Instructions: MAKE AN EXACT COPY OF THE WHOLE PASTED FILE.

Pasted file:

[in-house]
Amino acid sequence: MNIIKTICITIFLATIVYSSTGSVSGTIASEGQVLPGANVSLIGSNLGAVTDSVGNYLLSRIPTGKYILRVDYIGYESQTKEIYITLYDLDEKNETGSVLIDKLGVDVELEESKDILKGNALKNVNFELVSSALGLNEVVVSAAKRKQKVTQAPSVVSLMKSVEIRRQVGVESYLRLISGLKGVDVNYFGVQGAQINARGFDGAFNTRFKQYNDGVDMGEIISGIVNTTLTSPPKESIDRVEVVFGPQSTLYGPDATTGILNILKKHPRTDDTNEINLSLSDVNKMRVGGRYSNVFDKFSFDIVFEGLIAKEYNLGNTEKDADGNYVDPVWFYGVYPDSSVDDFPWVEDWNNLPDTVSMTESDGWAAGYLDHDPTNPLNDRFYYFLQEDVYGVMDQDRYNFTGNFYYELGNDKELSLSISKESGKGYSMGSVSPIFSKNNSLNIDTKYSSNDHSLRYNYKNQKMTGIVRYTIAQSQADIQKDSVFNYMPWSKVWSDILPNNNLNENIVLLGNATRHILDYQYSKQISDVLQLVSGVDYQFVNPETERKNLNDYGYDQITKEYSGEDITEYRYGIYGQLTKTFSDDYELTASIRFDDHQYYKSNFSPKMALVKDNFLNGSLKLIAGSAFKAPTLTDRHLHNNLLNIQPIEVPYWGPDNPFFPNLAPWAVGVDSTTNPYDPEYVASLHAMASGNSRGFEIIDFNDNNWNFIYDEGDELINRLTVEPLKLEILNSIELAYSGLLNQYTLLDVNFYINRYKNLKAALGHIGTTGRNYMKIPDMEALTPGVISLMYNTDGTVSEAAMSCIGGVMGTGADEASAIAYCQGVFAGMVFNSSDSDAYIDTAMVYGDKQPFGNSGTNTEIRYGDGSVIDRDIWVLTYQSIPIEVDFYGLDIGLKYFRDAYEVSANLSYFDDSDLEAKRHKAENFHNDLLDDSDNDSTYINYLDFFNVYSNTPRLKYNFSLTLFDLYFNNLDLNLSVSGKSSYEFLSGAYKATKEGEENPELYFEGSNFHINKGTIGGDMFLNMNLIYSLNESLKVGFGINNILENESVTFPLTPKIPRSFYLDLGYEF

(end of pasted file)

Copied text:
[in-house]
Amino acid sequence: MNIIKTICITIFLATIVYSSTGSVSGTIASEGQVLPGANVSLIGSNLGAVTDSVGNYLLSRIPTGKYILRVDYIGYESQTKEIYITLYDLDEKNETGSVLIDKLGVDVELEESKDILKGNALKNVNFELVSSALGLNEVVVSAAKRKQKVTQAPSVVSLMKSVEIRRQVGVESYLRLISGLKGVDVNYFGVQGAQINARGFDGAFNTRFKQYNDGVDMGEIISGIVNTTLTSPPKESIDRVEVVFGPQSTLYGPDATTGILNILKKHPRTDDTNEINLSLSDVNKMRVGGRYSNVFDKFSFDIVFEGLIAKEYNLGNTEKDADGNYVDPVWFYGVYPDSSVDDFPWVEDWNNLPDTVSMTESDGWAAGYLDHDPTNPLNDRFYYFLQEDVYGVMDQDRYNFTGNFYYELGNDKELSLSISKESGKGYSMGSVSPIFSKNNSLNIDTKYSSNDHSLRYNYKNQKMTGIVRYTIAQSQADIQKDSVFNYMPWSKVWSDILPNNNLNENIVLLGNATRHILDYQYSKQISDVLQLVSGVDYQFVNPETERKNLNDYGYDQITKEYSGEDITEYRYGIYGQLTKTFSDDYELTASIRFDDHQYYKSNFSPKMALVKDNFLNGSLKLIAGSAFKAPTLTDRHLHNNLLNIQPIEVPYWGPDNPFFPNLAPWAVGVDSTTNPYDPEYVASLHAMASGNSRGFEIIDFNDNNWNFIYDEGDELINRLTVEPLKLEILNSIELAYSGLLNQYTLLDVNFYINRYKNLKAALGHIGTTGRNYMKIPDMEALTPGVISLMYNTDGTVSEAAMSCIGGVMGTGADEASAIAYCQGVFAGMVFNSSDSDAYIDTAMVYGDKQPFGNSGTNTEIRYGDGSVIDRDIWVLTYQSIPIEVDFYGLDIGLKYFRDAYEVSANLSYFDDSDLEAKRHKAENFHNDLLDDSDNDSTYINYLDFFNVYSNTPRLKYNFSLTLFDLYFNNLDLNLSVSGKSSYEFLSGAYKATKEGEENPELYFEGSNFHINKGTIGGDMFLNMNLIYSLNESLKVGFGINNILENESVTFPLTPKIPRSFYLDLGYEF